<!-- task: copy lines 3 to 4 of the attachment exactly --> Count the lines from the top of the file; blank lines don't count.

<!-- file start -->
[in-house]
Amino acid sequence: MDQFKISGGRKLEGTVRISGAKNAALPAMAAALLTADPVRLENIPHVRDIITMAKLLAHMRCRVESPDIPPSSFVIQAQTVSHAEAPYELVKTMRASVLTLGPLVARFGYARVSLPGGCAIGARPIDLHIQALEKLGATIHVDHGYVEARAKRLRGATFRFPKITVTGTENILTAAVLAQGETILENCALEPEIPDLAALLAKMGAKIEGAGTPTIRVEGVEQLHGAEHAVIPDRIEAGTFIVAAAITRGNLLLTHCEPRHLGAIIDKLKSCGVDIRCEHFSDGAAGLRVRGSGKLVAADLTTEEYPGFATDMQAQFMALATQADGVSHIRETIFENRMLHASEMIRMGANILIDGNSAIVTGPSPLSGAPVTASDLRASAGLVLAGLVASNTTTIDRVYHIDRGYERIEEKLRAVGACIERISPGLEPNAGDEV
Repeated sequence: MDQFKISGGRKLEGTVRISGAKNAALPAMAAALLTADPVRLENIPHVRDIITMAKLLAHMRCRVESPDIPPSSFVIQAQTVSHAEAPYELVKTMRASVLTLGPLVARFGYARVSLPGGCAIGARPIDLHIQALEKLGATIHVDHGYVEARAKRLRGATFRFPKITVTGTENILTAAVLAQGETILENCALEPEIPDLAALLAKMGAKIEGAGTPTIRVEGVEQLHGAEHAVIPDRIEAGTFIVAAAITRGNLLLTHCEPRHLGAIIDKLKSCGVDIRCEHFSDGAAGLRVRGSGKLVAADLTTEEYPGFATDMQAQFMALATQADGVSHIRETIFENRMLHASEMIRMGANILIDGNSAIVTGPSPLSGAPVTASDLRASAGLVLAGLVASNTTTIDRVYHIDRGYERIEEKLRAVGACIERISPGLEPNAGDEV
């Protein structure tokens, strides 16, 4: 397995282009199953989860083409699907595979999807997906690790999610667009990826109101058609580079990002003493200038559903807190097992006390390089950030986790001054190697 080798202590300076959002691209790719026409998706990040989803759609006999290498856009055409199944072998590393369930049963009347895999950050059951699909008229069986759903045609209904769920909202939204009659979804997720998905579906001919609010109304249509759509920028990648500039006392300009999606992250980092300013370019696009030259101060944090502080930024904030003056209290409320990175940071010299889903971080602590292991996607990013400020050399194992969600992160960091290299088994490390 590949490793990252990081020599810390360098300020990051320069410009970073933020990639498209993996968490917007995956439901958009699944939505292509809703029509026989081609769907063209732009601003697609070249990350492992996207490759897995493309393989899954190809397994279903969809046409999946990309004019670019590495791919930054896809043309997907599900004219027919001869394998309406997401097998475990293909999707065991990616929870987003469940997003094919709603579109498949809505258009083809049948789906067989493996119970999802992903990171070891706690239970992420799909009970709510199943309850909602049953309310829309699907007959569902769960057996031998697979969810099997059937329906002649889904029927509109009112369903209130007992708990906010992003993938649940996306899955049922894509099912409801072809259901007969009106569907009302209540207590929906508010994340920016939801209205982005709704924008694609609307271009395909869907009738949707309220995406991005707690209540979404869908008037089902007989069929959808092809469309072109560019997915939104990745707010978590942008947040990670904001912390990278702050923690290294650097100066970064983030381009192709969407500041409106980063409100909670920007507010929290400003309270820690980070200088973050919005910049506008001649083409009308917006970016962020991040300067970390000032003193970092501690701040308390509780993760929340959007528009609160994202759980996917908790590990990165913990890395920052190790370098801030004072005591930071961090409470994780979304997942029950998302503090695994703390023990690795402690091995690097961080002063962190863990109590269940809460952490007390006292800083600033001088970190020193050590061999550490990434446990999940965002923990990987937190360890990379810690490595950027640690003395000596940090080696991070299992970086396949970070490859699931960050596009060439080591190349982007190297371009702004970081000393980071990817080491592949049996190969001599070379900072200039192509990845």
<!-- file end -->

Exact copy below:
Repeated sequence: MDQFKISGGRKLEGTVRISGAKNAALPAMAAALLTADPVRLENIPHVRDIITMAKLLAHMRCRVESPDIPPSSFVIQAQTVSHAEAPYELVKTMRASVLTLGPLVARFGYARVSLPGGCAIGARPIDLHIQALEKLGATIHVDHGYVEARAKRLRGATFRFPKITVTGTENILTAAVLAQGETILENCALEPEIPDLAALLAKMGAKIEGAGTPTIRVEGVEQLHGAEHAVIPDRIEAGTFIVAAAITRGNLLLTHCEPRHLGAIIDKLKSCGVDIRCEHFSDGAAGLRVRGSGKLVAADLTTEEYPGFATDMQAQFMALATQADGVSHIRETIFENRMLHASEMIRMGANILIDGNSAIVTGPSPLSGAPVTASDLRASAGLVLAGLVASNTTTIDRVYHIDRGYERIEEKLRAVGACIERISPGLEPNAGDEV
């Protein structure tokens, strides 16, 4: 397995282009199953989860083409699907595979999807997906690790999610667009990826109101058609580079990002003493200038559903807190097992006390390089950030986790001054190697 080798202590300076959002691209790719026409998706990040989803759609006999290498856009055409199944072998590393369930049963009347895999950050059951699909008229069986759903045609209904769920909202939204009659979804997720998905579906001919609010109304249509759509920028990648500039006392300009999606992250980092300013370019696009030259101060944090502080930024904030003056209290409320990175940071010299889903971080602590292991996607990013400020050399194992969600992160960091290299088994490390 590949490793990252990081020599810390360098300020990051320069410009970073933020990639498209993996968490917007995956439901958009699944939505292509809703029509026989081609769907063209732009601003697609070249990350492992996207490759897995493309393989899954190809397994279903969809046409999946990309004019670019590495791919930054896809043309997907599900004219027919001869394998309406997401097998475990293909999707065991990616929870987003469940997003094919709603579109498949809505258009083809049948789906067989493996119970999802992903990171070891706690239970992420799909009970709510199943309850909602049953309310829309699907007959569902769960057996031998697979969810099997059937329906002649889904029927509109009112369903209130007992708990906010992003993938649940996306899955049922894509099912409801072809259901007969009106569907009302209540207590929906508010994340920016939801209205982005709704924008694609609307271009395909869907009738949707309220995406991005707690209540979404869908008037089902007989069929959808092809469309072109560019997915939104990745707010978590942008947040990670904001912390990278702050923690290294650097100066970064983030381009192709969407500041409106980063409100909670920007507010929290400003309270820690980070200088973050919005910049506008001649083409009308917006970016962020991040300067970390000032003193970092501690701040308390509780993760929340959007528009609160994202759980996917908790590990990165913990890395920052190790370098801030004072005591930071961090409470994780979304997942029950998302503090695994703390023990690795402690091995690097961080002063962190863990109590269940809460952490007390006292800083600033001088970190020193050590061999550490990434446990999940965002923990990987937190360890990379810690490595950027640690003395000596940090080696991070299992970086396949970070490859699931960050596009060439080591190349982007190297371009702004970081000393980071990817080491592949049996190969001599070379900072200039192509990845």